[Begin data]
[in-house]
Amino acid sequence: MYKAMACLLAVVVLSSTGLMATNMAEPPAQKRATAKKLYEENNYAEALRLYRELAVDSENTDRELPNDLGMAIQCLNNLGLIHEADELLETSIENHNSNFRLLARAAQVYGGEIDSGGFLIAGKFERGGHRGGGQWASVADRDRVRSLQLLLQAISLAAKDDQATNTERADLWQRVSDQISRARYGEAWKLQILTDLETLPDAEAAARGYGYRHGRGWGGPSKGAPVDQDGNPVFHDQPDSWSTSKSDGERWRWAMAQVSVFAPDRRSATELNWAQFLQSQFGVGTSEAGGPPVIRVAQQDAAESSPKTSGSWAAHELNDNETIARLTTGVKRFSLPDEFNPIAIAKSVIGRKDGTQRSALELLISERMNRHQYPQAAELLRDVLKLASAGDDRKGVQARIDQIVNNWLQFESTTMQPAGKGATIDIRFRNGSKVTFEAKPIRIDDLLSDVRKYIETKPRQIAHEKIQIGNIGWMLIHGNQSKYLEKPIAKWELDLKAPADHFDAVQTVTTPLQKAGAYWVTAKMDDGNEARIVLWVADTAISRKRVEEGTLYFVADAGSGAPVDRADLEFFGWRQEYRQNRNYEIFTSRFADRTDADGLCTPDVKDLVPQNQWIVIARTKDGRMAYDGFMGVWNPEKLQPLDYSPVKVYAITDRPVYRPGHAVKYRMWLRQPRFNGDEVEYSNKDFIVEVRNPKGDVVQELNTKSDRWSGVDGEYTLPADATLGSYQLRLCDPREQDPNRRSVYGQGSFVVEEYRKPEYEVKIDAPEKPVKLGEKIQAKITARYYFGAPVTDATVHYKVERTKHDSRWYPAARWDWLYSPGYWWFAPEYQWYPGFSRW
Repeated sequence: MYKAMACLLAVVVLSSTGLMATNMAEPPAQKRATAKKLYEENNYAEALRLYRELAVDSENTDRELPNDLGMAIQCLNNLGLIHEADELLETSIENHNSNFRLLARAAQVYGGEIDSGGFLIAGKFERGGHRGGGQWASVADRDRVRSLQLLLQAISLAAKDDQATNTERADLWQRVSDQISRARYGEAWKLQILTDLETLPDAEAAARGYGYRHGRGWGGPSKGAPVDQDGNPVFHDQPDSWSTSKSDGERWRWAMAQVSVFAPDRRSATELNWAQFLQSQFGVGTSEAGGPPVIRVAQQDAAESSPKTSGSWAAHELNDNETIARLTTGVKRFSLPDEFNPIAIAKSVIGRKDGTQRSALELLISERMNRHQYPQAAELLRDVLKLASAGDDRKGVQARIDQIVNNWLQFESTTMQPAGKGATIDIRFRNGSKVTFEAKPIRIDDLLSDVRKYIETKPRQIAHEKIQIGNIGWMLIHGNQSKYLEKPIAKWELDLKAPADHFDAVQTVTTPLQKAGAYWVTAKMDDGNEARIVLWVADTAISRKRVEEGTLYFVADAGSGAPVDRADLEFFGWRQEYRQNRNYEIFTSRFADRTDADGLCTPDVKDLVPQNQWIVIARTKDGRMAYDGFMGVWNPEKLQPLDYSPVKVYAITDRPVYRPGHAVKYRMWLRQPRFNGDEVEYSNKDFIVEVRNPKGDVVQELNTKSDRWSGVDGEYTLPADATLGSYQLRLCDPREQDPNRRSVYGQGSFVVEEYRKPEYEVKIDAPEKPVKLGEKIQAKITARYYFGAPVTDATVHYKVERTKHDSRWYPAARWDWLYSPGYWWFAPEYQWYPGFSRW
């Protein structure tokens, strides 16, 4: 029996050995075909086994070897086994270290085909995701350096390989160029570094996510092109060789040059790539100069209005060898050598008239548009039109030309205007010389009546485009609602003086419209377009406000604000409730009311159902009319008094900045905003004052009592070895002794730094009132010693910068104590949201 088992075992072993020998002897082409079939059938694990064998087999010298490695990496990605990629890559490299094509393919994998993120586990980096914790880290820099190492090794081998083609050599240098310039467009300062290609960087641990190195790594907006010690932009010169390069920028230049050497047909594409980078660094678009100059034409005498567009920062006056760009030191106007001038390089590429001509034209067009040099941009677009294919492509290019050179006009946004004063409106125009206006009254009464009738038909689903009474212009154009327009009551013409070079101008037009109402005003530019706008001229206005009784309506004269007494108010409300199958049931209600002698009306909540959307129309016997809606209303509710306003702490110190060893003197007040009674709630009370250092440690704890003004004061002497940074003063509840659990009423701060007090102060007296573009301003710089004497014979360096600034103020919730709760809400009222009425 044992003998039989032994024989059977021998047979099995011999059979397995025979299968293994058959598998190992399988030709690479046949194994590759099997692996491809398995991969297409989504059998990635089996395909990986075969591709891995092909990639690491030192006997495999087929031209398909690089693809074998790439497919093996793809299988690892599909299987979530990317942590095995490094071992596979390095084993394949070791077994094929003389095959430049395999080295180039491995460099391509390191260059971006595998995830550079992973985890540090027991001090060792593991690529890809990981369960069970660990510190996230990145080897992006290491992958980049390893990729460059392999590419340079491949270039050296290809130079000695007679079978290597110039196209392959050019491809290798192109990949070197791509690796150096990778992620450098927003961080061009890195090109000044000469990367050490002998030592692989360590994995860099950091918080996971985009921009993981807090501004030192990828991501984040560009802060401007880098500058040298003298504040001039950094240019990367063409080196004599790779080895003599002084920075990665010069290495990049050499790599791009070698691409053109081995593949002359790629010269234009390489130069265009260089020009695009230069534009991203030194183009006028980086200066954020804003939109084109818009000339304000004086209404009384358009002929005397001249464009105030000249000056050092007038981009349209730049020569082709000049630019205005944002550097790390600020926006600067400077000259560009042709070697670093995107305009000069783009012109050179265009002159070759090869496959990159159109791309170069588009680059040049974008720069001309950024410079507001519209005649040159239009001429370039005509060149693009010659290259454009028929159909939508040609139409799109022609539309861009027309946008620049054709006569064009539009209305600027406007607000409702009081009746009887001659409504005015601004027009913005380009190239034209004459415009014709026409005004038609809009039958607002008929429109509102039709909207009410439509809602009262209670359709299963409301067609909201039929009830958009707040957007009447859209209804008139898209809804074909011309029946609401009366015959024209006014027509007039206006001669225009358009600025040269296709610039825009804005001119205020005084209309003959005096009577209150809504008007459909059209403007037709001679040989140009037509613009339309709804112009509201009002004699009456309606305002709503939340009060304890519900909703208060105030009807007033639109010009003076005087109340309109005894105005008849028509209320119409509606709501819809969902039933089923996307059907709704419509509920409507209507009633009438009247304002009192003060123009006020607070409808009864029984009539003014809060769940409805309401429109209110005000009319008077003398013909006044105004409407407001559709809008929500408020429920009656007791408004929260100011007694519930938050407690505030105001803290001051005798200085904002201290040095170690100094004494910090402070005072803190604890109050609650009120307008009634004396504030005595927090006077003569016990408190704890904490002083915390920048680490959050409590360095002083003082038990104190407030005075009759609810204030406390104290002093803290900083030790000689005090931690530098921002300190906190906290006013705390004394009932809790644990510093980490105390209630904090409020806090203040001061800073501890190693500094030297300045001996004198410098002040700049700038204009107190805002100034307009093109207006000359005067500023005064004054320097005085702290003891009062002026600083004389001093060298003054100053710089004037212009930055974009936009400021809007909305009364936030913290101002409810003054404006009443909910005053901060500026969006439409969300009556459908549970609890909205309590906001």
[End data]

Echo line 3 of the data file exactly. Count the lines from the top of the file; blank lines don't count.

Repeated sequence: MYKAMACLLAVVVLSSTGLMATNMAEPPAQKRATAKKLYEENNYAEALRLYRELAVDSENTDRELPNDLGMAIQCLNNLGLIHEADELLETSIENHNSNFRLLARAAQVYGGEIDSGGFLIAGKFERGGHRGGGQWASVADRDRVRSLQLLLQAISLAAKDDQATNTERADLWQRVSDQISRARYGEAWKLQILTDLETLPDAEAAARGYGYRHGRGWGGPSKGAPVDQDGNPVFHDQPDSWSTSKSDGERWRWAMAQVSVFAPDRRSATELNWAQFLQSQFGVGTSEAGGPPVIRVAQQDAAESSPKTSGSWAAHELNDNETIARLTTGVKRFSLPDEFNPIAIAKSVIGRKDGTQRSALELLISERMNRHQYPQAAELLRDVLKLASAGDDRKGVQARIDQIVNNWLQFESTTMQPAGKGATIDIRFRNGSKVTFEAKPIRIDDLLSDVRKYIETKPRQIAHEKIQIGNIGWMLIHGNQSKYLEKPIAKWELDLKAPADHFDAVQTVTTPLQKAGAYWVTAKMDDGNEARIVLWVADTAISRKRVEEGTLYFVADAGSGAPVDRADLEFFGWRQEYRQNRNYEIFTSRFADRTDADGLCTPDVKDLVPQNQWIVIARTKDGRMAYDGFMGVWNPEKLQPLDYSPVKVYAITDRPVYRPGHAVKYRMWLRQPRFNGDEVEYSNKDFIVEVRNPKGDVVQELNTKSDRWSGVDGEYTLPADATLGSYQLRLCDPREQDPNRRSVYGQGSFVVEEYRKPEYEVKIDAPEKPVKLGEKIQAKITARYYFGAPVTDATVHYKVERTKHDSRWYPAARWDWLYSPGYWWFAPEYQWYPGFSRW